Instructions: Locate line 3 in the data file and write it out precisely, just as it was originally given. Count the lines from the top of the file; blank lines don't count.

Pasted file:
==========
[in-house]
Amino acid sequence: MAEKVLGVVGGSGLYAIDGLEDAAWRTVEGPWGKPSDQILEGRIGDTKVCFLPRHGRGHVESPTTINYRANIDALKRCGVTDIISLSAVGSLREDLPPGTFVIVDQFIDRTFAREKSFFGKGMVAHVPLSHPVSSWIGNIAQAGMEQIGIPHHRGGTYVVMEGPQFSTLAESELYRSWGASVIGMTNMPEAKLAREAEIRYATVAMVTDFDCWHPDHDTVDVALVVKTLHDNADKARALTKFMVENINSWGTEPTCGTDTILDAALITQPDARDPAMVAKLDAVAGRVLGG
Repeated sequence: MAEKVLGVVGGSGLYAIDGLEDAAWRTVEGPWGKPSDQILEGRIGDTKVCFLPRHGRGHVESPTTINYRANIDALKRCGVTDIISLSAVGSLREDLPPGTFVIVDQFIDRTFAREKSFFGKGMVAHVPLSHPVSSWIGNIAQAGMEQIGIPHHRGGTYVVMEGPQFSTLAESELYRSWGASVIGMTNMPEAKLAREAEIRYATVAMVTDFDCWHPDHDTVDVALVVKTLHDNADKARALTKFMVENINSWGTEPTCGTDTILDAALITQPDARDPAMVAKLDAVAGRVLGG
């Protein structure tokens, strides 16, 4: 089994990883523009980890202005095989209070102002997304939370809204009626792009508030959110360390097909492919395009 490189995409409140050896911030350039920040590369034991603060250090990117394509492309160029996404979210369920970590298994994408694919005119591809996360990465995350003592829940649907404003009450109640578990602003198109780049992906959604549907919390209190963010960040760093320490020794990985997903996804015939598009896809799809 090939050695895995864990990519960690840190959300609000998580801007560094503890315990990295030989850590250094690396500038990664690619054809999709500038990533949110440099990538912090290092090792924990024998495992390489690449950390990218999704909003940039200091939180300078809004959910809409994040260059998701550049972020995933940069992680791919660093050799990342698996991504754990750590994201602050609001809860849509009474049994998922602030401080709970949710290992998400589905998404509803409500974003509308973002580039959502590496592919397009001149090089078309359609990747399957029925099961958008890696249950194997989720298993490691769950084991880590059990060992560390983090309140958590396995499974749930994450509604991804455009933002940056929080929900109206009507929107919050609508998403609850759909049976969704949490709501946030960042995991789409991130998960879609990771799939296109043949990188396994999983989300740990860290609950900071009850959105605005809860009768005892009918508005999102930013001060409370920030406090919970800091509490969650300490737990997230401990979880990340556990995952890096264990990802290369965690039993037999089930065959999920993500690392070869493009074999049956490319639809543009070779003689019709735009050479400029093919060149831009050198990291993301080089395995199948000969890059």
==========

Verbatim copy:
Repeated sequence: MAEKVLGVVGGSGLYAIDGLEDAAWRTVEGPWGKPSDQILEGRIGDTKVCFLPRHGRGHVESPTTINYRANIDALKRCGVTDIISLSAVGSLREDLPPGTFVIVDQFIDRTFAREKSFFGKGMVAHVPLSHPVSSWIGNIAQAGMEQIGIPHHRGGTYVVMEGPQFSTLAESELYRSWGASVIGMTNMPEAKLAREAEIRYATVAMVTDFDCWHPDHDTVDVALVVKTLHDNADKARALTKFMVENINSWGTEPTCGTDTILDAALITQPDARDPAMVAKLDAVAGRVLGG